Creating a More Productive Crew

Productivity is at the heart of a successful home service business. Your operation can only be as successful as the people who work for you. Working with Dealers for over 25 years, I’ve found enhanced productivity comes from focusing on three main areas:
1) Motivation – this comes from a number of different means, but mainly it’s the atmosphere and culture your company provides your crew people. I’ve seen owners and crew chiefs who can get more out of their people by setting a pace on the job site, keeping the atmosphere upbeat and letting the guys know when they’re doing a good job. Other ways to motivate are also bonuses when a crew exceeds production goals for a time period, this could be money, lunch, or other material ways to show the crew you appreciate them.
2) Training – In working with the Dealers, I’ve noticed a distinct difference between when a crew is unmotivated and when they are not properly trained. A poorly motivated crew normally moves through the entire project in slow motion; a poorly trained but motivated crew will normally show signs of slowing down only during the phases of the project where they are not as sure due to the poor training. To combat this, you first need to understand where the training gaps exist. The easiest way to do this is to simply ask the crew or observe them in action. Most people want to do a good job and if they are unsure how to do this will tell you what they need to be better if asked.
3) Organization – This culprit is all too prevalent in the home services industry these days. Most businesses in this industry have to take their materials and equipment to the homeowner’s location. This leads to a challenge of insuring everything needed is in the trailer when the crew arrives for the project. When a crew has to go back to the warehouse to get missing materials or equipment, you not only have the downtime of the employee who is retrieving the materials, but many times you have the downtime of the entire crew to contend with since they cannot move any further on the project. Checklists of all items that could possibly be used on a particular project is one of the best ways to address this issue. If a crew shows up Monday morning and is preparing the trailer for a project they are starting that day, a checklist should be provided to insure they load everything possibly needed in order to avoid the dreaded downtime.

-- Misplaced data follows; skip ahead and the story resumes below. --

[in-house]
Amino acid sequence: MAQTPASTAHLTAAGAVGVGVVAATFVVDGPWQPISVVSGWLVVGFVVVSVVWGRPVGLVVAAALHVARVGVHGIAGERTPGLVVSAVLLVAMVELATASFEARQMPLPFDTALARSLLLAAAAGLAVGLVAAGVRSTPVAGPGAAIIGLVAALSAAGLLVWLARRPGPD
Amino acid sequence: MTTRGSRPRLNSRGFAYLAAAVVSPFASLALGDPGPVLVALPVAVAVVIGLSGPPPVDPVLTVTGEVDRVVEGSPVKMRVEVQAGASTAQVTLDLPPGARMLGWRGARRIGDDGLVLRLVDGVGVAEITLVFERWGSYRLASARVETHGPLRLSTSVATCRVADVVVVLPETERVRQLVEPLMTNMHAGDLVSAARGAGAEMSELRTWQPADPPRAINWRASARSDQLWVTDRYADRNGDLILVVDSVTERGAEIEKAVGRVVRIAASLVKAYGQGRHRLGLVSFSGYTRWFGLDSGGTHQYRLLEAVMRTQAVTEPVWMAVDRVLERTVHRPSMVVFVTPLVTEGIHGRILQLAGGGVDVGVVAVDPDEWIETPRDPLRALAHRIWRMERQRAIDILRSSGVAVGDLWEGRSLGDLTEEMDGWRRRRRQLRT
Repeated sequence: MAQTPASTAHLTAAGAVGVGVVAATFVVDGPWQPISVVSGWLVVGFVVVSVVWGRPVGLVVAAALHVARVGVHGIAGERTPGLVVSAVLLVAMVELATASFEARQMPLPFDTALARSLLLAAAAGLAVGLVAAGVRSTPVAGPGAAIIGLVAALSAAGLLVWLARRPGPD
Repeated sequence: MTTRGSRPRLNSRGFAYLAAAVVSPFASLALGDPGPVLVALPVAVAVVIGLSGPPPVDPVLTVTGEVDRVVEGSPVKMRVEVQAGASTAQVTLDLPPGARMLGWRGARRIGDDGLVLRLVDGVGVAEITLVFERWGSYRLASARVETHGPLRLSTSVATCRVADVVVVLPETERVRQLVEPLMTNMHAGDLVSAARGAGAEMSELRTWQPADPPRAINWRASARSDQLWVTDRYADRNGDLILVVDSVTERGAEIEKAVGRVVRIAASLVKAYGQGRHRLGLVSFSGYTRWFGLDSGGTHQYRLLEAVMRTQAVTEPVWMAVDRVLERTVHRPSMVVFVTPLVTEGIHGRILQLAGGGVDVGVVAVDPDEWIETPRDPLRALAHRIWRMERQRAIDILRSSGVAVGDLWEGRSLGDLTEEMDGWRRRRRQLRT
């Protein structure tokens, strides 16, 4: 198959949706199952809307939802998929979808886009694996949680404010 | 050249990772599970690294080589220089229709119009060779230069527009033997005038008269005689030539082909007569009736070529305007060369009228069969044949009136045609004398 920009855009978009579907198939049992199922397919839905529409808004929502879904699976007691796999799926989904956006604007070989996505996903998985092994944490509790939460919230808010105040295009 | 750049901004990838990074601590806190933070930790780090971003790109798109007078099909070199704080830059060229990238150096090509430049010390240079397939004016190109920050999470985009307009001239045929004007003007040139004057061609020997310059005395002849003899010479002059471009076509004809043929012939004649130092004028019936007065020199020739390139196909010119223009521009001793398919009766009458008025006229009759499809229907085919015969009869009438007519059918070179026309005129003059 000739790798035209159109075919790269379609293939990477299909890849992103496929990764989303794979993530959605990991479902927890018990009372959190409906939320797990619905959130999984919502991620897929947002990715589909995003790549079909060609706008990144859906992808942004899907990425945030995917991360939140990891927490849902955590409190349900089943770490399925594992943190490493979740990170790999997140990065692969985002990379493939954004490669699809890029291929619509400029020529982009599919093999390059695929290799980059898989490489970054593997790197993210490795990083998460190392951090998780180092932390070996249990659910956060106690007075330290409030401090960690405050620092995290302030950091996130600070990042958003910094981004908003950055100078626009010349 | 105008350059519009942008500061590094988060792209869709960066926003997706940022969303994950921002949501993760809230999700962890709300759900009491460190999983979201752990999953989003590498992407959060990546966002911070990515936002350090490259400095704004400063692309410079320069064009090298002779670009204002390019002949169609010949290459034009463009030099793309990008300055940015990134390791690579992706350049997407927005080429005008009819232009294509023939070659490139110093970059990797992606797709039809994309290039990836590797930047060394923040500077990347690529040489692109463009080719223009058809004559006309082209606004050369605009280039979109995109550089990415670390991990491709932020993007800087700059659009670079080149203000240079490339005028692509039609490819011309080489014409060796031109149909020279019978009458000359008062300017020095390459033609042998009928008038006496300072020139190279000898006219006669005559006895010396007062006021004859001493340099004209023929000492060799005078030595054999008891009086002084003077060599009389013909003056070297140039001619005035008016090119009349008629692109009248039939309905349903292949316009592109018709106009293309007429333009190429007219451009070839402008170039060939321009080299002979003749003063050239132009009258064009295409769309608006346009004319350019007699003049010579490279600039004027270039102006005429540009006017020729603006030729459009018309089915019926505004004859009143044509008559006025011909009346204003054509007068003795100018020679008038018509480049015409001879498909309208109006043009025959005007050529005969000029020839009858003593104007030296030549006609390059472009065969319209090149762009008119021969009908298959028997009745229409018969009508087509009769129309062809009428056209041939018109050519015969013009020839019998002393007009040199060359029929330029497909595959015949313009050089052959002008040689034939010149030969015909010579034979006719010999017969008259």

Working with your employees, motivating, training and keeping them organized will not only lead to higher productivity, but will also lead to better longevity with your crew and higher profits.